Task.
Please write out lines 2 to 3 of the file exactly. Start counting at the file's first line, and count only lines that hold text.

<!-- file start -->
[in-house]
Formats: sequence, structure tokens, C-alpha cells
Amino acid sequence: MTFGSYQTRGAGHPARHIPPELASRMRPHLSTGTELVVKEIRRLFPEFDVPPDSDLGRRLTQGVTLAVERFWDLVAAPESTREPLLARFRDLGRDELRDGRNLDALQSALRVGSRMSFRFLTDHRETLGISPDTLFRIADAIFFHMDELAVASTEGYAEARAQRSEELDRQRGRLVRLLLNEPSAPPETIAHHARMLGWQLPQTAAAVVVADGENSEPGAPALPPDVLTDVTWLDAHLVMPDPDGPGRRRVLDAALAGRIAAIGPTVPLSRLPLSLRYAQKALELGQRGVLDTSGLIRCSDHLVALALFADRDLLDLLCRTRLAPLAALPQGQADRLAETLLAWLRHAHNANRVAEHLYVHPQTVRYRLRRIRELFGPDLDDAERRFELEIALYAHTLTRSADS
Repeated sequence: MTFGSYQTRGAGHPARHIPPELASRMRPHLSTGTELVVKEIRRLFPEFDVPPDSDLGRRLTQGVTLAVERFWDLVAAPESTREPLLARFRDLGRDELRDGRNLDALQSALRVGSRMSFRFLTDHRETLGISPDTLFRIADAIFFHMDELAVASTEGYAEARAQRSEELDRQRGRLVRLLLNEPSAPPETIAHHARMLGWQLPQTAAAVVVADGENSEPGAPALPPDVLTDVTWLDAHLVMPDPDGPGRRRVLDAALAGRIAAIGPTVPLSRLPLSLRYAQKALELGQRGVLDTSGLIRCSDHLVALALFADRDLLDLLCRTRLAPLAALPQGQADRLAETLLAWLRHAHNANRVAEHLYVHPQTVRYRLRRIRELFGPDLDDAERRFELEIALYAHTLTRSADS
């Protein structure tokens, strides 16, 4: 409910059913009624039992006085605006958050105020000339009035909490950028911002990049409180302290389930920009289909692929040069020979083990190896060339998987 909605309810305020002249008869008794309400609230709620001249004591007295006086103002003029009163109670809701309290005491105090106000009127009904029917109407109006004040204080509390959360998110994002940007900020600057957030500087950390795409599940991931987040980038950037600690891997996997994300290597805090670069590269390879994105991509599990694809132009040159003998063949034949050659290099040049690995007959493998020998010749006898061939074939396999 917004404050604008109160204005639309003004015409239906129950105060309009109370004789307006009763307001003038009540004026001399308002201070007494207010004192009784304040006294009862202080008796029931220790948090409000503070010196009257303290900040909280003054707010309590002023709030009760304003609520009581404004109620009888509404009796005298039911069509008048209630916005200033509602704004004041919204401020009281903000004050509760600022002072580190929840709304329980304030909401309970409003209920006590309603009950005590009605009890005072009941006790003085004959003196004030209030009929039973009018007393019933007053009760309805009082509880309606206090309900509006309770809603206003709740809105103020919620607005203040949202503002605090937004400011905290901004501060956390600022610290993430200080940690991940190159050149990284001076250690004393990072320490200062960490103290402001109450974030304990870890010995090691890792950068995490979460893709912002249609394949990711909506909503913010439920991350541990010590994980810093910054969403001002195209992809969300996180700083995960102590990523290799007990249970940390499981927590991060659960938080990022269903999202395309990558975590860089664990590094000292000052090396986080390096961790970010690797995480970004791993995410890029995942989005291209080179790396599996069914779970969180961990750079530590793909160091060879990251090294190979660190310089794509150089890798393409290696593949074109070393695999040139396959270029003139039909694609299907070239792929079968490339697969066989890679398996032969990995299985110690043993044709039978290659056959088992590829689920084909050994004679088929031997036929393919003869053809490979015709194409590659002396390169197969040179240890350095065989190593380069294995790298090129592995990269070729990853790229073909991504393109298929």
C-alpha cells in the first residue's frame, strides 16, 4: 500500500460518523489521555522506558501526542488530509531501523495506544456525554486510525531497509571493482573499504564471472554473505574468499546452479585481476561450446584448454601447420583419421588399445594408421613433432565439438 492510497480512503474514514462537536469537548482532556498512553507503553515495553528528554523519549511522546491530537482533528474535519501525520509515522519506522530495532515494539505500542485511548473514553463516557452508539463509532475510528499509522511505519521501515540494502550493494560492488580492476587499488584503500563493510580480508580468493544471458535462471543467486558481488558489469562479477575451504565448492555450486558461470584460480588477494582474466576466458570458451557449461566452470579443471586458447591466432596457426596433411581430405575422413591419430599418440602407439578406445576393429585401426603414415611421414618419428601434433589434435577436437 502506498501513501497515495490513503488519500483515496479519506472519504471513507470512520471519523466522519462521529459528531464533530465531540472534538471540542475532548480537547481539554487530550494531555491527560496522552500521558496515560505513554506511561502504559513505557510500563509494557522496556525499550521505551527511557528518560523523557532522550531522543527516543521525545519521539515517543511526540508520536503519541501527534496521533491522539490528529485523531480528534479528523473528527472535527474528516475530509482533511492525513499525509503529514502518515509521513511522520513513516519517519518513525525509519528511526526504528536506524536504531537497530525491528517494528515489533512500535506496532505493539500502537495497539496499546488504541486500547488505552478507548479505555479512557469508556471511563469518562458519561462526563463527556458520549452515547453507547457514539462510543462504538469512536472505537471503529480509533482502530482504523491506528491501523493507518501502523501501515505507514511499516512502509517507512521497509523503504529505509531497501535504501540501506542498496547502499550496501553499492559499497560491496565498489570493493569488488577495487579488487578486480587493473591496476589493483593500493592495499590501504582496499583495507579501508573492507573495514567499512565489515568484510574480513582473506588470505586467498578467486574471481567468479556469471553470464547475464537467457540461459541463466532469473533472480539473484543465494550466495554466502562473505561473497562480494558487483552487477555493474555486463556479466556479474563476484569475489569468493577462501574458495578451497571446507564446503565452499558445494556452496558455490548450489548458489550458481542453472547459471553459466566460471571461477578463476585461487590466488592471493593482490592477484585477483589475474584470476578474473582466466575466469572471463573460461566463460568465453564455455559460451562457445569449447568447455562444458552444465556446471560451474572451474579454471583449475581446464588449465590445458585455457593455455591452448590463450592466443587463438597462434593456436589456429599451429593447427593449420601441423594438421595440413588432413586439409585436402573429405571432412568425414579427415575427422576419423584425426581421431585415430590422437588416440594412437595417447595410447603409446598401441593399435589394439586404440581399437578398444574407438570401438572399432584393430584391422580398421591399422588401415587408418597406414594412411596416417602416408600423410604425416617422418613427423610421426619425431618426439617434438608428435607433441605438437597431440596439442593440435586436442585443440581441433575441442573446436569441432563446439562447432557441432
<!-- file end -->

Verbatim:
Formats: sequence, structure tokens, C-alpha cells
Amino acid sequence: MTFGSYQTRGAGHPARHIPPELASRMRPHLSTGTELVVKEIRRLFPEFDVPPDSDLGRRLTQGVTLAVERFWDLVAAPESTREPLLARFRDLGRDELRDGRNLDALQSALRVGSRMSFRFLTDHRETLGISPDTLFRIADAIFFHMDELAVASTEGYAEARAQRSEELDRQRGRLVRLLLNEPSAPPETIAHHARMLGWQLPQTAAAVVVADGENSEPGAPALPPDVLTDVTWLDAHLVMPDPDGPGRRRVLDAALAGRIAAIGPTVPLSRLPLSLRYAQKALELGQRGVLDTSGLIRCSDHLVALALFADRDLLDLLCRTRLAPLAALPQGQADRLAETLLAWLRHAHNANRVAEHLYVHPQTVRYRLRRIRELFGPDLDDAERRFELEIALYAHTLTRSADS